You’ve seen how a coffee filter keeps grounds out of your morning cup of joe. Your kidneys work much the same way, straining waste products from your blood.
Diabetes places your kidneys at risk. About 30% of adults with diabetes have chronic kidney disease. However, you can catch it and take action early.
The kidneys are two bean-shaped organs that sit just below your rib cage. Millions of tiny blood vessels inside filter your blood, disposing of waste in your urine.
If you have diabetes, high blood glucose damages these blood vessels. The damage prevents the kidneys from doing their important job. The condition gets worse with time.
Eventually, your kidneys may fail completely, a serious illness called kidney failure. You may need a kidney transplant or regular blood-filtering treatments called dialysis. Kidney disease also can increase your risk for cardiovascular disease and other conditions.
Kidney disease usually has no symptoms at first. Once it has progressed, it can cause:
Swelling, especially in your legs, feet, and ankles
Nausea and vomiting
Early treatment may help prevent long-term damage. So talk with your healthcare provider about getting blood and urine tests for kidney disease. If you have type 2 diabetes or have had type 1 diabetes for more than 5 years, you should get tested for kidney disease every year.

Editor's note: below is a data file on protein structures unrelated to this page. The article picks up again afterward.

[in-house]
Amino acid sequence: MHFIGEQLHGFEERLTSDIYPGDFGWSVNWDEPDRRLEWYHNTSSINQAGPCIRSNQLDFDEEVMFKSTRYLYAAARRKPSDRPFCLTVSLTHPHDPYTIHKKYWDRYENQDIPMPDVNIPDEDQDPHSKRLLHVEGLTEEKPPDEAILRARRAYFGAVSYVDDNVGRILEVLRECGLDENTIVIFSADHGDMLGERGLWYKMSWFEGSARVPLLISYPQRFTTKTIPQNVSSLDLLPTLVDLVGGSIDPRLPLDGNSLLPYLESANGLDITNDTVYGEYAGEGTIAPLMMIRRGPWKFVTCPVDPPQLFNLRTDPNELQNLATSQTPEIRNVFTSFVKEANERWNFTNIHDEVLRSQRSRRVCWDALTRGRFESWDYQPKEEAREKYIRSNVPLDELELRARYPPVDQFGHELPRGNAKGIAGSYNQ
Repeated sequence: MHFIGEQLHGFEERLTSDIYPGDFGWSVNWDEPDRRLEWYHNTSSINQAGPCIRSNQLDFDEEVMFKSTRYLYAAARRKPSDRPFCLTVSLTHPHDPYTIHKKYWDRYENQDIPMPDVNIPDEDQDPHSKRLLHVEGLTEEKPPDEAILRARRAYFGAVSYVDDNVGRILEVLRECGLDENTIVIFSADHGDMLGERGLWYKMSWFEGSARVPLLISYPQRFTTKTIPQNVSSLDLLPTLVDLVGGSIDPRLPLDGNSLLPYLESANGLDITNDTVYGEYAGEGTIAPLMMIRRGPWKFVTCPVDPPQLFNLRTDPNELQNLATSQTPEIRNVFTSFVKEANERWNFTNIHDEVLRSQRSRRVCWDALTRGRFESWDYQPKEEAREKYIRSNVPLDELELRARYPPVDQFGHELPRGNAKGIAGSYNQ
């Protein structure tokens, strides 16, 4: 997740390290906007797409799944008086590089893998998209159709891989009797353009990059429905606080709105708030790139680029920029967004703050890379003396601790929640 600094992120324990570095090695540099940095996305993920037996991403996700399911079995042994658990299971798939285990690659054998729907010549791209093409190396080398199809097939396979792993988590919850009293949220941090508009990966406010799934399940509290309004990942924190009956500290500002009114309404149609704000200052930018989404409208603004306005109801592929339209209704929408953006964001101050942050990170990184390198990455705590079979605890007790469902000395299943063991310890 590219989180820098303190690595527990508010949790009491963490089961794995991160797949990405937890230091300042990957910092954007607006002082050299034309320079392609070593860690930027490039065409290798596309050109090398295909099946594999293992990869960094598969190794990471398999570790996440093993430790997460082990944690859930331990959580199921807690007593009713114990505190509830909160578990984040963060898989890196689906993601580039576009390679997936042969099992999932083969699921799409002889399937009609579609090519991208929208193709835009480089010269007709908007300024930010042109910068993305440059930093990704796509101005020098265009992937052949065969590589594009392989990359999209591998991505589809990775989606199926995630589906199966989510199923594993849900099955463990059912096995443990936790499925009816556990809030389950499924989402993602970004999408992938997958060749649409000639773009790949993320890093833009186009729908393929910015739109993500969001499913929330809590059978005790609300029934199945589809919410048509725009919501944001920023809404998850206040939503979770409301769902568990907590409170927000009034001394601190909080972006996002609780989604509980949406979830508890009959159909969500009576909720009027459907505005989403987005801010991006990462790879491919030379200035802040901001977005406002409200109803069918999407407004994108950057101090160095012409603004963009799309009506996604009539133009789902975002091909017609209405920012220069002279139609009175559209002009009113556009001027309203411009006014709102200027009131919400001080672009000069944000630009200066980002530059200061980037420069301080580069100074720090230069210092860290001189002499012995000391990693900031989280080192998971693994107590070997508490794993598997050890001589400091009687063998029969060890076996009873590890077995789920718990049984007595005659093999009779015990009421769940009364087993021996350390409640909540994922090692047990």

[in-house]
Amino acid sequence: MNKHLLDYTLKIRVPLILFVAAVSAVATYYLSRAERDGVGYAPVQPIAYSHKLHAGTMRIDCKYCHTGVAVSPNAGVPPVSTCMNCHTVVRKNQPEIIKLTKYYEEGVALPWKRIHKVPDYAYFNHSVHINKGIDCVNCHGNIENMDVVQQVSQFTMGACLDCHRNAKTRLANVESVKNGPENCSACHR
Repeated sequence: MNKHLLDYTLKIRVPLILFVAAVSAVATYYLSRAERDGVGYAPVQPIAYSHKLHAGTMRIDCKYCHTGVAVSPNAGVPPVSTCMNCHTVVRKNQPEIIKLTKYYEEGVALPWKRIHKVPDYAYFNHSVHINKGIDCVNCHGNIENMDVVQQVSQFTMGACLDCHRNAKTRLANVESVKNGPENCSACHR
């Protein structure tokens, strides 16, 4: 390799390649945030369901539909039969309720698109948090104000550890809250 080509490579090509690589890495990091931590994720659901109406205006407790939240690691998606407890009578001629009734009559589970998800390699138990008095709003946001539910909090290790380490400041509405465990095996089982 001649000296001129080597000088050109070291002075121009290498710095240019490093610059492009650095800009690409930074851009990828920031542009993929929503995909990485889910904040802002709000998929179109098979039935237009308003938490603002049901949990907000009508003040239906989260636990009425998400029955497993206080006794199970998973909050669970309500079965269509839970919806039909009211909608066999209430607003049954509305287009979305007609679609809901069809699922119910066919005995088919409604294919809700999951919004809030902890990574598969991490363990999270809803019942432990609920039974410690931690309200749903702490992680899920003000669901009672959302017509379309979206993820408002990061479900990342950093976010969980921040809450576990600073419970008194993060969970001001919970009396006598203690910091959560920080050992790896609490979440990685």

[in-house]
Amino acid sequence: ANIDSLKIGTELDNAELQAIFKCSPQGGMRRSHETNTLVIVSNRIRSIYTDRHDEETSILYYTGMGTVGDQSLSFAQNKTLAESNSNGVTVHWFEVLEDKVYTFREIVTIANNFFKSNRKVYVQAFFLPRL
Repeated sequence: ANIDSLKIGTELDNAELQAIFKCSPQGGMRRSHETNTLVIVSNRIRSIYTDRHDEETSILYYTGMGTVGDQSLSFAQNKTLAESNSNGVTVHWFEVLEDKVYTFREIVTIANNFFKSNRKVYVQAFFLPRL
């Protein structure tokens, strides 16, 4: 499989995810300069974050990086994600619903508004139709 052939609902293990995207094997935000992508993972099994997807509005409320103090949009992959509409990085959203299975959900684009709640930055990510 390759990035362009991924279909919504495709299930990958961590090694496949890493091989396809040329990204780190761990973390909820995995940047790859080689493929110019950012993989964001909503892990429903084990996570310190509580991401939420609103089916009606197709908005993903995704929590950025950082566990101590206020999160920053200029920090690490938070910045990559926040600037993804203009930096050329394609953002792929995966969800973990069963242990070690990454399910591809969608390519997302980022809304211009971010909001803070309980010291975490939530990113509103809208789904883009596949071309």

Keep your body’s clean-up crew on the job with healthy habits. Be sure to:
Manage your blood glucose levels.
Control your blood pressure. Eat less salt and follow your provider’s instructions to keep your blood pressure in your target range.
Take the medicines your doctor prescribes.
Exercise regularly. Aim for at least 150 minutes (2 hours and 30 minutes) of moderate-intensity aerobic activity every week. Break down the 150 minutes into as many smaller sessions as needed.